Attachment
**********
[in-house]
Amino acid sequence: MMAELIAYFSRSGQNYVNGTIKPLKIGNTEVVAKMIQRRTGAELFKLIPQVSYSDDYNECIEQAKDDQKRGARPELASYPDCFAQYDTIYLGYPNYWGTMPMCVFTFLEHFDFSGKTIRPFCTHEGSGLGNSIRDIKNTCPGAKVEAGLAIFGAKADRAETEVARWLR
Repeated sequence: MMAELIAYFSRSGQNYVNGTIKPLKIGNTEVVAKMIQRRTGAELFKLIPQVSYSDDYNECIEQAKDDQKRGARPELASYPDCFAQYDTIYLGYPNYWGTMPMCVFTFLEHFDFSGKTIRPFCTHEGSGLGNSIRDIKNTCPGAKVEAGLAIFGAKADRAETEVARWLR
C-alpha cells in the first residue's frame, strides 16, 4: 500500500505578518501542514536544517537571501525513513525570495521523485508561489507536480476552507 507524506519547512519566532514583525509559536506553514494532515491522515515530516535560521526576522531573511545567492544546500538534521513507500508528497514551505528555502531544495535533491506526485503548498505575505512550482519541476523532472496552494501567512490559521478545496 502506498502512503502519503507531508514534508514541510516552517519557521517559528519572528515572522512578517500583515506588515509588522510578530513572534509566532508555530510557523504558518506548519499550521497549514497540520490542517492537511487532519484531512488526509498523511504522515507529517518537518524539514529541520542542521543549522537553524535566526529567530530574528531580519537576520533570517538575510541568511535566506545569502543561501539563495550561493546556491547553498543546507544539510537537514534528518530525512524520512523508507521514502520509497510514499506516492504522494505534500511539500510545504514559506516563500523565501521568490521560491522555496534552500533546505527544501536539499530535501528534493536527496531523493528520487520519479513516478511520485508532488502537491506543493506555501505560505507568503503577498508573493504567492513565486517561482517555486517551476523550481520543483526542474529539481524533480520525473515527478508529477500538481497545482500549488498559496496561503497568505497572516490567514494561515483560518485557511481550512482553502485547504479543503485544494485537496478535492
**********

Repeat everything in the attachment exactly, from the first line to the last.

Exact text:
[in-house]
Amino acid sequence: MMAELIAYFSRSGQNYVNGTIKPLKIGNTEVVAKMIQRRTGAELFKLIPQVSYSDDYNECIEQAKDDQKRGARPELASYPDCFAQYDTIYLGYPNYWGTMPMCVFTFLEHFDFSGKTIRPFCTHEGSGLGNSIRDIKNTCPGAKVEAGLAIFGAKADRAETEVARWLR
Repeated sequence: MMAELIAYFSRSGQNYVNGTIKPLKIGNTEVVAKMIQRRTGAELFKLIPQVSYSDDYNECIEQAKDDQKRGARPELASYPDCFAQYDTIYLGYPNYWGTMPMCVFTFLEHFDFSGKTIRPFCTHEGSGLGNSIRDIKNTCPGAKVEAGLAIFGAKADRAETEVARWLR
C-alpha cells in the first residue's frame, strides 16, 4: 500500500505578518501542514536544517537571501525513513525570495521523485508561489507536480476552507 507524506519547512519566532514583525509559536506553514494532515491522515515530516535560521526576522531573511545567492544546500538534521513507500508528497514551505528555502531544495535533491506526485503548498505575505512550482519541476523532472496552494501567512490559521478545496 502506498502512503502519503507531508514534508514541510516552517519557521517559528519572528515572522512578517500583515506588515509588522510578530513572534509566532508555530510557523504558518506548519499550521497549514497540520490542517492537511487532519484531512488526509498523511504522515507529517518537518524539514529541520542542521543549522537553524535566526529567530530574528531580519537576520533570517538575510541568511535566506545569502543561501539563495550561493546556491547553498543546507544539510537537514534528518530525512524520512523508507521514502520509497510514499506516492504522494505534500511539500510545504514559506516563500523565501521568490521560491522555496534552500533546505527544501536539499530535501528534493536527496531523493528520487520519479513516478511520485508532488502537491506543493506555501505560505507568503503577498508573493504567492513565486517561482517555486517551476523550481520543483526542474529539481524533480520525473515527478508529477500538481497545482500549488498559496496561503497568505497572516490567514494561515483560518485557511481550512482553502485547504479543503485544494485537496478535492